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Monday 24 October 2016 Instagram
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Depression recovery rates 'vary widely'

Depression recovery rates 'vary widely'

Two in five people with depression or an anxiety disorder that complete treatment recover from their condition, statistics show.

A report from the NHS Information Centre shows 42% of those who completed an NHS psychological programme during April 2011 and June 2011 were "no longer showing measurable symptoms of depression or anxiety disorders" at their last therapy session.

The report also found recovery rates of NHS psychological therapies vary widely between PCTs across England; ranging from 7% in one PCT to 63% in another.

Researchers believe the staggered roll out of the programme may explain this variation, as some Trusts started delivering services more recently than others.

Tim Straughan, chief executive of the NHS Information Centre, has pledged to continue to publish reports to show the impact of the programme as it "beds in further".

Improving Access to Psychological Therapies Key Performance Indicators April 2011 to June 2011 is the first report to examine the impact of the NHS Improving Access to Psychological Therapies (IAPT) programme, which is being rolled out across England between 2008 and 2015.

The programme aims to support the NHS to implement National Institute for Health and Clinical Excellence (NICE) guidelines on treating people suffering from depression and anxiety disorders.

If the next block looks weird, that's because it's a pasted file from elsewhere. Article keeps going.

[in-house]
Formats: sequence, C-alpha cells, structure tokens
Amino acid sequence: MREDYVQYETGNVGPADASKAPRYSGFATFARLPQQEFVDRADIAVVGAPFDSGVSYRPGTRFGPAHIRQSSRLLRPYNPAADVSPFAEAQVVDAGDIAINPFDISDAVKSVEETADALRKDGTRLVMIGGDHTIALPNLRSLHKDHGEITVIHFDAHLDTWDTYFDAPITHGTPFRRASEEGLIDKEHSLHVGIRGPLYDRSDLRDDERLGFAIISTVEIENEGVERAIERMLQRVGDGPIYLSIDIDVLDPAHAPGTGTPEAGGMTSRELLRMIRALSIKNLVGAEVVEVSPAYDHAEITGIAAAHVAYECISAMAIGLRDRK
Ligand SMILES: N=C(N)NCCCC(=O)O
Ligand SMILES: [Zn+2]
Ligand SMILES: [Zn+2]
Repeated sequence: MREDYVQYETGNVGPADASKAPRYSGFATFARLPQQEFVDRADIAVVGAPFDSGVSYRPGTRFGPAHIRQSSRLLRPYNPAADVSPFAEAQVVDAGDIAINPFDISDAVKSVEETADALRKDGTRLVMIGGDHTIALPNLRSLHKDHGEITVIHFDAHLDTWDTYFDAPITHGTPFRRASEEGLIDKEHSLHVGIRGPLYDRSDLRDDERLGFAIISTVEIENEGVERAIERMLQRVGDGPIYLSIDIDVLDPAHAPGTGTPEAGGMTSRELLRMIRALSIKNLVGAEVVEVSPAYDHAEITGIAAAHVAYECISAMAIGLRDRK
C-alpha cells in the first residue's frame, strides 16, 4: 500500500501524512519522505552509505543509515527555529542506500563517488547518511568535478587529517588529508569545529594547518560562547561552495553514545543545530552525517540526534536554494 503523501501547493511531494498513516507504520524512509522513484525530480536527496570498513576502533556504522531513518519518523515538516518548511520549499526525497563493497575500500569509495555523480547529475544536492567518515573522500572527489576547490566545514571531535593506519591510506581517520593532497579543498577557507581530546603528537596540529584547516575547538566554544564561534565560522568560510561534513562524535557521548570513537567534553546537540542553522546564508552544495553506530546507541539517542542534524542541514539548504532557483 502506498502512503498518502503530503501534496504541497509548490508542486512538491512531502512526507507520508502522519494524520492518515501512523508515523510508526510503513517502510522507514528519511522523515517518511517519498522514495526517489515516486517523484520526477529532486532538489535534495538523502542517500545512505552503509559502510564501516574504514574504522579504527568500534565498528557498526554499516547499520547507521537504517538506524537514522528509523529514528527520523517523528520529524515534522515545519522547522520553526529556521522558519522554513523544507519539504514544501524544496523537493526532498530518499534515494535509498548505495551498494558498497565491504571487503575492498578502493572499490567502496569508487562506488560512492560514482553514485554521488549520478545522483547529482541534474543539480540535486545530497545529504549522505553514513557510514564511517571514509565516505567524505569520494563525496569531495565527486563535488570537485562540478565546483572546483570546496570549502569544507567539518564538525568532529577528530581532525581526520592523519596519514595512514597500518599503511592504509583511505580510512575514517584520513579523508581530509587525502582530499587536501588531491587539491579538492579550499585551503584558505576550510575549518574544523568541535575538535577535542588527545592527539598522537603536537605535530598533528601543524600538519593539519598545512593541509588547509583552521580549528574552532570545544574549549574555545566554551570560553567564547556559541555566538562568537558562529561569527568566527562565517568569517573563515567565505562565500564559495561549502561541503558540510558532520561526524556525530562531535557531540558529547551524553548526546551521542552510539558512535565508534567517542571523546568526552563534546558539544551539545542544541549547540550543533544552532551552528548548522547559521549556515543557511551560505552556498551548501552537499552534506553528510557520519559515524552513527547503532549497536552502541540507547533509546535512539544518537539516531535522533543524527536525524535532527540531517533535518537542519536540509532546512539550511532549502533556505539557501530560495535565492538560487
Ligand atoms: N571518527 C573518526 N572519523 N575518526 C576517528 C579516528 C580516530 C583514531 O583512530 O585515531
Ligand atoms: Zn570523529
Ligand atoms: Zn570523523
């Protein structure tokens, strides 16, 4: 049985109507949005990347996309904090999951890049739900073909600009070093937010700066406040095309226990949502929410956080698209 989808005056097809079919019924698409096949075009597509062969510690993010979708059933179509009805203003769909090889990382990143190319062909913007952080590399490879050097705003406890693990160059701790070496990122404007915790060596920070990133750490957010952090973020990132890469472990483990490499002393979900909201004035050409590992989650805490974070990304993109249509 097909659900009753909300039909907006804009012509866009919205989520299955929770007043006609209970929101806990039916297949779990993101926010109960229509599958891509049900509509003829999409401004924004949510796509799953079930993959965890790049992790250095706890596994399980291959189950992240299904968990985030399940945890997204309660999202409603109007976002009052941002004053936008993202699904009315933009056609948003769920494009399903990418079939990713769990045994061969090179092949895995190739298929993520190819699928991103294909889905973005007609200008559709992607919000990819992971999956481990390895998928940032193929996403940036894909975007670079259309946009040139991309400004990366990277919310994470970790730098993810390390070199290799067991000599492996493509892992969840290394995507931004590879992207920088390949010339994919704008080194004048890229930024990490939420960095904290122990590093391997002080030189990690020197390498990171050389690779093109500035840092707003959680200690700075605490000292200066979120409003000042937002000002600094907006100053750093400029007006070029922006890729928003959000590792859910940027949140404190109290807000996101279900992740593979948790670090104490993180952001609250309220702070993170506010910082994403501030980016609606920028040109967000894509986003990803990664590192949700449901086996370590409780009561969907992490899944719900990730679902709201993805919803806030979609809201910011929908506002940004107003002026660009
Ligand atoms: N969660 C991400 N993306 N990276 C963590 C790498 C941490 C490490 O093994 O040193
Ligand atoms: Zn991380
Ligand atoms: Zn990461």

It also hopes to reduce the number of people unable to work because of depression and anxiety disorders.

The report shows around 2% of people estimated to have depression or an anxiety disorder in England entered treatment under the programme during the quarter. Again, this proportion varied by PCT, from 0.2% to 5%.

NHS Information Centre

Your comments (terms and conditions apply):

"I'm still struggling with the nursing profession's commitment to the 'recovery' approach, with recovery outcomes defined by the individual, the increase in use of standardised outcome measures is simply a return to medically/psychological models and recovery as absence of symptoms, has nothing been learnt? We need to seperate service requird outcomes from
client desired outcomes" - Michael Brazendale, Stafford

"I believe the results are in question as clients either over report or pay little attention to what they are completing, this could be because they are asked to complete these forms at each contact and I understand they will be required to complete even more forms in future? What happened to
clinical judgement and completing BDIs etc as and when required. It would seem the validity of this information collecting is to keep number collectors in employment and justify bringing into services poeple at step 2 who are sub clinical on entry and exit of the service. We could be using
the money to enable GP to provide computer based CBT in surgery and improving information available in surgery's clients complain that they fill the same forms in numerous times at contact with different professionals. Also that they do not like to be aligned with mental health services? Could this be because they dont need to be?" - Sheila Grundy, Manchester

"When a person is given a treatment that does not address the real cause - and they will know - then the mind will create another illness but not for a while giving rise for the recent intervention being successful which it was not" - Peter Smith

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